Prayer While Driving Home After My Yearly Physical

By Robert Cording

Featured Art: The Pink Cloud by Henri-Edmond Cross

Sixty-six, my shoulders rounded, my arches flattening, I am,
Lord, a small man, now a full inch shorter,
I’m told, than I once was. And so I pray

that my end-of-life diminishment might prove the occasion
for some late opening of my cramped borders,
this no-exit, small country of the self.

Lord, what I wouldn’t give for a lifting up,
to be free of this strange human gift of making
something less out of something,

each day stunting the fresh opportunity—
as your better servant William Blake saw—to become
the towering giant, the four-fold angelic power

you wanted us to be, if only we didn’t make ourselves
tiny with our incessant self-interest, our hearts
clamped around our enemies,

our narrow sympathies and unrelenting prideful gloom.
Lord, at every moment I have been a beginner,
lost in the bewildering wilderness of my ignorance.

Now that I am smaller, I pray that it will be
easier to recede from the center of my picture
and find this unexpected reprieve from vanity.

Let everything around me grow taller Lord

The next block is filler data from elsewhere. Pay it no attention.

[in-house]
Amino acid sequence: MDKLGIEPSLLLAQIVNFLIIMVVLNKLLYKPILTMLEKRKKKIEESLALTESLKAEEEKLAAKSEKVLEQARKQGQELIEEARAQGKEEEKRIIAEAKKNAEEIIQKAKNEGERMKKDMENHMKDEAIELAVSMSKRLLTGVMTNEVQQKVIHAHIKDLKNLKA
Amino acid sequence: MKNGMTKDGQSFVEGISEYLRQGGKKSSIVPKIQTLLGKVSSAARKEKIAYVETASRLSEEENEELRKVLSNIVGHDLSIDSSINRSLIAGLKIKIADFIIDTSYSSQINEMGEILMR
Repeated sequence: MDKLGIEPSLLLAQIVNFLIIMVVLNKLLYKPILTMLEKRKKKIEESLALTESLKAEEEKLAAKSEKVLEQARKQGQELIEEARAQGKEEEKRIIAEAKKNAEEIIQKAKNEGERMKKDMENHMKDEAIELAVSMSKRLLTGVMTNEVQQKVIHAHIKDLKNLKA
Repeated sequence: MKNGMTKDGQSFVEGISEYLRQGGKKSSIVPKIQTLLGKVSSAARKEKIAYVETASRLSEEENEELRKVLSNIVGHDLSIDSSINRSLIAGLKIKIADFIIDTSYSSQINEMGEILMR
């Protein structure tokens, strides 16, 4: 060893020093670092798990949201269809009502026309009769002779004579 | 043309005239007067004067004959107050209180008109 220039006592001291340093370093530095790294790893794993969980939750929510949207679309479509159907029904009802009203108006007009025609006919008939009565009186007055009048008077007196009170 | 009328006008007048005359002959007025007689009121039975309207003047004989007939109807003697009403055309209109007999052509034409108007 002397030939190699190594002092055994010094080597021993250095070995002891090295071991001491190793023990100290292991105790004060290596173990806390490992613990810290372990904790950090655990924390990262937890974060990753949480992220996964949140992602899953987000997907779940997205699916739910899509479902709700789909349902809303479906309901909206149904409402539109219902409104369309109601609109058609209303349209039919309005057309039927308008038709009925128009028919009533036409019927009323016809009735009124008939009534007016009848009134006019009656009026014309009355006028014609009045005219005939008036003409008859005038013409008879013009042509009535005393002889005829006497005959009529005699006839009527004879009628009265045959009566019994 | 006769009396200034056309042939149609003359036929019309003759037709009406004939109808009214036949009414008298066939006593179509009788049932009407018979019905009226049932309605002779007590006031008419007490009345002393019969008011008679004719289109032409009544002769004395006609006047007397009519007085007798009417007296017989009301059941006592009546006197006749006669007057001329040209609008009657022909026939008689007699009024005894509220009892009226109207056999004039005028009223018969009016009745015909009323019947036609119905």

and more vivid, newly made, like these autumn maples
oranging the air, or this roadside red-tailed hawk,

its wingspan blinding as it crosses my windshield,
the road for a moment dark, then bright,
bearing me on, a small man nearing his exit.

Robert Cording has published eight collections of poems: Life-list (Ohio State University Press/Journal award, 1987); What Binds Us To This World (Copper Beech Press, 1991); Heavy Grace, (Alice James, 1996); Against Consolation (CavanKerry, 2002); Common Life, (CavanKerry, 2006); Walking With Ruskin (CavanKerry, 2010), A Word in My Mouth: Selected Spiritual Poems (Wipf and
Stock, 2013), and, most recently, Only So Far (CavanKerry, 2015).

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